THE game has changed but the qualities have not. When it comes to setting a standard, to maintaining a level, Jimmy Nicholl knows exactly what is required.
Part of that understanding comes from within, from the years he grew up supporting Rangers and developing the winning mentality that fans share. The other comes from his days as a player for Manchester United and Northern Ireland and at Ibrox working under three men – Jock Wallace, Graeme Souness and Walter Smith – that encapsulate what it means to represent the club.
Nicholl realised a boyhood dream when he put pen-to-paper in 1983 but that short stint in Light Blue wasn’t the end of his association with the club. Three years later, it was Souness that made him an offer he couldn’t refuse, and three decades on he is back again.
“My teams were Rangers, Man United and Northern Ireland growing up,” said Nicholl, who was appointed as Graeme Murty’s assistant manager last week. “It was Man United and Northern Ireland because of Georgie Best – and Rangers were what I was brought up with.
“I never got the opportunity to go and see either Rangers or Man United as a boy. But when I became a player, it was about trying to tick all the boxes. I ended up playing for United and Northern Ireland so that was two big boxes ticked. And then I went to Rangers in 1983 for six months. That was the last box ticked.”
It was a case of working for Wallace rather than with him at times as Big Jock looked to replicate his success from the 70s during his second spell as boss. There were moments to be proud of, but the glory days didn’t arrive as often as Rangers expected.
Every player from those two eras will have their own memories of Wallace. As a man and a manager, he had a profound effect on those around him.
“In my last game of that first spell, Big Jock said he was making me captain that day,” Nicholl said. “It was against Celtic at Ibrox and I was flying back to America on the Monday. But I was sent off after 55 minutes and thankfully Bobby Williamson scored with an overhead kick to win it 1-0.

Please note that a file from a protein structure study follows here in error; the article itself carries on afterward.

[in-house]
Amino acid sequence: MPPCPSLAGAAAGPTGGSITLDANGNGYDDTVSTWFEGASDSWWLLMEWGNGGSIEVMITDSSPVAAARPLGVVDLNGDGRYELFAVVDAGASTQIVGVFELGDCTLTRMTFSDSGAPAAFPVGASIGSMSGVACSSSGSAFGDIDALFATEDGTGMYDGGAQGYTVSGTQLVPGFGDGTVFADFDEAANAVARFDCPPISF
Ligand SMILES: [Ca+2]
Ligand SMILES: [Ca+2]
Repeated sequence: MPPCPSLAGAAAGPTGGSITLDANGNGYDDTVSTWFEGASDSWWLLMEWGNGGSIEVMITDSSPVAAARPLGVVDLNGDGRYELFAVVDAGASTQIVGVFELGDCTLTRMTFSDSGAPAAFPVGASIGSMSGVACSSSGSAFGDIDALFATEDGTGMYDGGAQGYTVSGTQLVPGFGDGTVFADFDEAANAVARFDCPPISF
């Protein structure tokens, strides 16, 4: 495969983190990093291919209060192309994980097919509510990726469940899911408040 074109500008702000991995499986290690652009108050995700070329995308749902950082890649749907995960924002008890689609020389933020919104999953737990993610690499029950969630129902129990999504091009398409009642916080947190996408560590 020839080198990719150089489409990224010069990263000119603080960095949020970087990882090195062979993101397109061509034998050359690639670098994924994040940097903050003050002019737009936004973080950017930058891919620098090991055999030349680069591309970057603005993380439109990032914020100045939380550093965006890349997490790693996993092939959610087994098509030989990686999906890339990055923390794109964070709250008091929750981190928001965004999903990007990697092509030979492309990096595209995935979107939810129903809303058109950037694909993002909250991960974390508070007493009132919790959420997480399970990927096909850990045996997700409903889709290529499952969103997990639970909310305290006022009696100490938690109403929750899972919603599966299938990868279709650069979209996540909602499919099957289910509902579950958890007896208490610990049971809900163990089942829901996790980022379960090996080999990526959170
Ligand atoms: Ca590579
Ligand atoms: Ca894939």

“It was a case of straw hat and trumpets after the game. All the boys were there and Jock slammed the door. He’s shouting at me: ‘You’re the luckiest man in the world, I’m telling ye. You let yourself down, you let the team down and you almost let the club down.’
“Then he says: ‘It’s a good job we won that game because I’m telling you right now, if we’d have lost that game – you wouldn’t have needed a plane to get you to America on Monday. I’d have kicked your a*** so hard you’d have landed in America anyway. But I love ye!’”
Having achieved a long-held ambition and pulled on a blue jersey, Nicholl thought that was that for him at Ibrox. His second spell was even more successful, however, as the Souness revolution started to gather momentum.
He said: “When I jumped on the plane back to America I thought that was it. But I’d ticked the box so it didn’t matter.
“Then I was coming back from Mexico 86 World Cup with Northern Ireland and we were on the same plane as Scotland.
“Graeme was at the back of the plane having a drink with Charlie Nicholas and all those boys. I went to join in with them and he said: ‘You were with Rangers before weren’t you’? I said: ‘Aye, back in 83 for six months and I loved it’.
“Within two weeks later, I’d signed for him at Ibrox. I was at West Brom and it was a straight swap between myself and Bobby.
“I was back again and after Graeme bought Gary Stevens I did a bit of coaching with the reserves at Rangers. That was my first experience of coaching.”
It is his abilities as a tactician and a motivator that have earned Nicholl another return to Rangers after he was named as Murty’s right hand man for the second half of the campaign.
At 61, it was a chance he assumed he would never get but it is one he is determined to make the most of as he looks to impart his knowledge and experience on the players that carry the weight of expectation today.
“It is about motivational qualities,” he said. “Graeme had demands, Walter had demands. It was standards. Graeme surrounded himself with good players, and Walter, who was his best signing. Then he gets the England goalkeeper, the England captain, and he surrounds himself with good players who expect to know their jobs and if you don’t do your job for four or five weeks he’ll go and get someone. Every week you were playing but knowing the standards were bang, bang, bang.
“I remember one Friday morning and wee [Ian] Durrant hits Graeme, then Graeme gets up and hits Durrant, then Derek Ferguson hits Graeme because he hit Durrant and then Graeme gets up and says ‘the two of you, come on then!’.
“Walter got to the stage, and this was the influence he had on people, that someone had the ball at his foot and he just blows the whistle and stops it. He walked over, picked the ball up and said ‘away in, it is getting out of hand now. It is finished’. He finished the session. It wasn’t evil, it was just bang, bang, all the time.”
The world and the game have changed considerably since Nicholl was pulling on his boots at Ibrox but the craving for silverware and the pressure that emanates from the stands hasn’t diminished.
The challenges the current generation face are considerable. Nicholl has seen it and done it all, though.
“You can see how things have turned around,” Nicholl said. “I remember 12,000 at Ibrox and big John McClelland saying to me that I couldn’t go out the front door because they were waiting for us outside.
“Now players should appreciate where they are at this moment in time. There are 50,000 there every second week, 5,000 or more away from home. Brilliant.”